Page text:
Halverson, Ron. “Evangelism Pays!” Atlantic Union Gleaner, November 25, 1966.
Halvorsen, Ron. “Christmas Gift for New London District.” Atlantic Union Gleaner, February 21, 1966.
Halvorsen, Ron. Prayer Warriors. Fallbrook, CA: Hart Research Center, 1995.
Halvorsen, Jr., Ron. “Growing Up Halvorsen.” Southern Tidings, December 2006.
“Halvorsen to Pastor Takoma Park Church.” Mid-America Adventist Outlook, October 6, 1983.
Huff, Lynn. “Revelation of Hope.” Southern Tidings, August 2003.
Kirk, Emma. “Atlantic Union.” ARH, November 16, 1972.
May, Bill. “A Report to the People.” Southwestern Union Record, December 15, 1977.
Miles, M. L. “New Pastor for the Willimantic District.” Atlantic Union Gleaner, September 10, 1962.
Miller, Cyril. “Ron Halvorsen is New Pastor of the Keene Church.” Southwestern Union Record, January 25, 1975.
Moore, Marvin. “1, 200 Attending Mid-Week Prayer Meetings in Keene, Includes 300 Children.” Southwestern Union Record, October 11, 1975.
“News Notes.” Atlantic Union Gleaner, May 23, 1966.
North American Division Committee, General Conference Archives. Accessed October 23, 2018. http://documents.adventistarchives.org/Minutes/NAD/.
Page, Jerry. “Laymen Train for Evangelism.” Mid-America Adventist Outlook, April 29, 1982.
“Pastor Holds First Public Meeting.” Atlantic Union Gleaner, July 15, 1963.
Pearce, Anna May. “Impact Seminar Held Sept. 15-Oct. 13.” Central Union Reaper, November 15, 1979.
“Preach the Word.” Southern Tidings, March 1968.
Quick, Ron. “Mending the Fabric of our Society.” Southern Tidings, October 1990.
Reile, E. S. “Halvorsen Appointed Minsterial Secretary.” Central Union Reaper, December 28, 1978.
Reile, E.S. “The President’s Page.” Mid-American Adventist Outlook, February 19, 1981.
Smith, C. H. “Literature Evangelists.” Atlantic Union Gleaner, July 27, 1959.
Stotz, Michele. “Revelation of Hope.” Southern Tidings, May, 2002.
“Texas Conference Evangelism Pace Quickens This Fall.” Southwestern Union Record, September 27, 1975.
Thurmon, R. B. “Metropolitan Evangelistic Crusade.” Atlantic Union Gleaner, July 22, 1969.
Williams, Haskell. “Halvorsen Series Nets 50 Baptisms.” Southern Tidings, June 2007.
Williams, Haskell. “Revelation Today Reaches from Charlotte to the World.” Southern Tidings, January 2014.
Vine, Kenneth L. “Coney Island in Reverse.” Youth’s Instructor, July 14, 1953.
Young, Norma. “Prison Work by College Students Multiplies.” The Youth’s Instructor, July 9, 1968.
Ron Halvorsen as told to Don Hawley, From Gangs to God: Evangelist Ron Halvorsen’s Story (Washington, D.C.: Review and Herald Publishing Association, 1973), 21.↩
Ibid, 74; Kenneth L. Vine, “Coney Island in Reverse,” Youth’s Instructor, July 14, 1953, 7.↩
C. H. Smith, “Literature Evangelists,” Atlantic Union Gleaner, July 27, 1959, 7.↩
Halvorsen, 78-81; Ron Halvorsen, Jr. to the author, December 16, 2017, private letter, personal collection of the author.↩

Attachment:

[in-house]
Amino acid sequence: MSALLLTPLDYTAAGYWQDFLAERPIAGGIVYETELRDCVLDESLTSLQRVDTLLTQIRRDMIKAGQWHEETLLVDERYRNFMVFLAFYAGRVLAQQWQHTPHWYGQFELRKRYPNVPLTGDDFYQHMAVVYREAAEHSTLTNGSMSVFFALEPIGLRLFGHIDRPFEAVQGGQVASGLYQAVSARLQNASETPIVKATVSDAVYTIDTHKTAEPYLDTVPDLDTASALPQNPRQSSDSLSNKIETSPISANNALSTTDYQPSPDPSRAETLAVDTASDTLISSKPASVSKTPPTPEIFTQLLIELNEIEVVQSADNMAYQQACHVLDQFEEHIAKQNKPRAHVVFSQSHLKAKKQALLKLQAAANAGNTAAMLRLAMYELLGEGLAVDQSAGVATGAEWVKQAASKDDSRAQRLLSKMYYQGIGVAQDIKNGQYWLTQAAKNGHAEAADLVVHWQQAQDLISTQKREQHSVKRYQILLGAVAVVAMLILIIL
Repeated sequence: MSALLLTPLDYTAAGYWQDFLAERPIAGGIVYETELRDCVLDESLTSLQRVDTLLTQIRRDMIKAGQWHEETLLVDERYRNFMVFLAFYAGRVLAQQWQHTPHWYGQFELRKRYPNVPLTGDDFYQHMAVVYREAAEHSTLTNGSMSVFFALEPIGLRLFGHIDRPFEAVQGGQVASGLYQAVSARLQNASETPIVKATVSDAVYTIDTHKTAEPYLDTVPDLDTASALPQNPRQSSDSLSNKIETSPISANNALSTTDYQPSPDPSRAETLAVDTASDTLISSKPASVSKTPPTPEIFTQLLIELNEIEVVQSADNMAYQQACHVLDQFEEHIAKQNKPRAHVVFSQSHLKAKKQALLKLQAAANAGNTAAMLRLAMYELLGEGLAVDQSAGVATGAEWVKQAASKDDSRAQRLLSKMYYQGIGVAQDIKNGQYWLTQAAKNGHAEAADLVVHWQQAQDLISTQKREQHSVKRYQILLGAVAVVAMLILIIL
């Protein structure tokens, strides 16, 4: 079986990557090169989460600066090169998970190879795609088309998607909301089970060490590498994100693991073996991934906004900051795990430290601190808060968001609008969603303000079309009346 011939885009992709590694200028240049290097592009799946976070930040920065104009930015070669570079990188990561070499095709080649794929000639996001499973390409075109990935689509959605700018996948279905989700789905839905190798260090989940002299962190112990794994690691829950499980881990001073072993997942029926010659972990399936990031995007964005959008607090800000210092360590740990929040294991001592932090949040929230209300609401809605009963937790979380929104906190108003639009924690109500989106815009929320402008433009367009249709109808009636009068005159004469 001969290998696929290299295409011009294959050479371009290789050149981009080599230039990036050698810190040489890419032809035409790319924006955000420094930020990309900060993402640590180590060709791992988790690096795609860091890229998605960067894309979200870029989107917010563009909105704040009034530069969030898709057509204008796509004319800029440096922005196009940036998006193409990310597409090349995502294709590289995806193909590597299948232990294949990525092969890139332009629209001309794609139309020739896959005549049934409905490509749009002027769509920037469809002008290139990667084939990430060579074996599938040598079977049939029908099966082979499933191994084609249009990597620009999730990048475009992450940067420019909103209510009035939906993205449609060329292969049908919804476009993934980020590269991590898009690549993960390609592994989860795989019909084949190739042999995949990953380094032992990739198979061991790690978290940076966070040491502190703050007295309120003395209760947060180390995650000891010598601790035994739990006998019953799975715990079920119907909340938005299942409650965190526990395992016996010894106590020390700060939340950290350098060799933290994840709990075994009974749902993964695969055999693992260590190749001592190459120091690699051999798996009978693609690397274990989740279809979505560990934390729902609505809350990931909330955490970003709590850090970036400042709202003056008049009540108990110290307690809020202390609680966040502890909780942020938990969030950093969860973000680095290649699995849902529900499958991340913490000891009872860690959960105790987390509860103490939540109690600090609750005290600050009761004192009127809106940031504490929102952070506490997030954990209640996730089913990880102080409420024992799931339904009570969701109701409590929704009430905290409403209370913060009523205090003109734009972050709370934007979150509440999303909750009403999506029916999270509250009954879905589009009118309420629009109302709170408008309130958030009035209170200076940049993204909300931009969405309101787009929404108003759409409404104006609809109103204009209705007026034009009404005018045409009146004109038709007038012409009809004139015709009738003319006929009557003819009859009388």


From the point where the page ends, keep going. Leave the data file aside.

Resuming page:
M. L. Miles, “New Pastor for the Willimantic District,” Atlantic Union Gleaner, September 10, 1962, 5.↩
Halvorsen, 82; “Pastor Holds First Public Meeting,” Atlantic Union Gleaner, July 15, 1963, 5.↩
Ron Halvorsen, “Christmas Gift for New London District,” Atlantic Union Gleaner, February 21, 1966, 8; Ron Halvorson, “Evangelism Pays!” Atlantic Union Gleaner, November 25, 1966, 13.↩
“News Notes,” Atlantic Union Gleaner, May 23, 1966, 9.↩
“Answering the Call,” ARH, May 4, 1967, 44.↩
See, for example, Norma Young, “Prison Work by College Students Multiplies,” The Youth’s Instructor, July 9, 1968, 16, and “Preach the Word,” Southern Tidings, March 1968, 14-15.↩
Ron Halvorsen, Jr., “Growing Up Halvorsen,” Southern Tidings, December 2006, 4-6.↩
Halvorsen, Gangs to God, 84.↩
R. B. Thurmon, “Metropolitan Evangelistic Crusade,” Atlantic Union Gleaner, July 22, 1969, 9-10.↩
Emma Kirk, “Atlantic Union,” ARH, November 16, 1972, 18.↩
Halvorsen, Gangs to God, 85-90.↩
“Faith for Today Crusade at Pendleton,” North Pacific Union Conference Gleaner, September 4, 1972, 18.↩
L. Marcel Abel, “Inter-American,” ARH, November 8, 1973, 24.↩
Cyril Miller, “Ron Halvorsen is New Pastor of the Keene Church,” Southwestern Union Record, January 25, 1975, 11.↩
Marvin Moore, “1, 200 Attending Mid-Week Prayer Meetings in Keene, Includes 300 Children,” Southwestern Union Record, October 11, 1975, 12.↩
“Texas Conference Evangelism Pace Quickens This Fall,” Southwestern Union Record, September 27, 1975, 13.↩
Hazel Freeman, “‘Impact,’ A New Tool in God’s Hands,” Southwestern Union Record, December 11, 1976, 14.↩
Bill May, “A Report to the People,” Southwestern Union Record, December 15, 1977, 12E.↩
E. S. Reile, “Halvorsen Appointed Ministerial Secretary,” Central Union Reaper, December 28, 1978, 12; E. S. Reile, “The President’s Page,” Mid-America Adventist Outlook, February 19, 1981, 2; Jerry Page, “Laymen Train for Evangelism,” Mid-America Adventist Outlook, April 29, 1982, 8; “Evangelism Students Active in Lincoln Outreach,“ Mid-America Adventist Outlook, April 29, 1982, 12↩
Anna May Pearce, “Impact Seminar Held Sept. 15-Oct. 13,” Central Union Reaper, November 15, 1979, 11.↩
“Halvorsen to Pastor Takoma Park Church,” Mid-American Adventist Outlook, October 6, 1983, 19.↩
General Conference Committee, November 15, 1984, 604, General Conference Archives, accessed October 23, 2018, http://documents.adventistarchives.org/Minutes/GCC/GCC1984-11.pdf.↩
“Evangelism/Church Growth Institute,” Southern Tidings, May 1988, 2-3.↩
Ron Quick, “Mending the Fabric of our Society,” Southern Tidings, October 1990, 10.↩
North American Division Committee, December 21, 1993, 57, General Conference Archives, accessed October 23, 2018, http://documents.adventistarchives.org/Minutes/NAD/NAD19931221-01.pdf.↩
Ron Halvorsen, Prayer Warriors (Fallbrook, CA: Hart Research Center, 1995).↩
North American Division Committee, October 13, 1992, 75, General Conference Archives, accessed October 23, 2018, http://documents.adventistarchives.org/Minutes/NAD/NAD19921013-01.pdf.↩
Michele Stotz, “Revelation of Hope,” Southern Tidings, May, 2002, 22.↩
Lynn Huff, “Revelation of Hope,” Southern Tidings, August 2003, 8-9.↩
Haskell Williams, “Halvorsen Series Nets 50 Baptisms,” Southern Tidings, June 2007, 10.↩
Haskell Williams, “Revelation Today Reaches from Charlotte to the World,” Southern Tidings, January 2014, 8-9.↩
Shelia Elwin, “Gangs to God Evangelist Ron Halvorsen Retires,” Southern Tidings, September 2003, 25.↩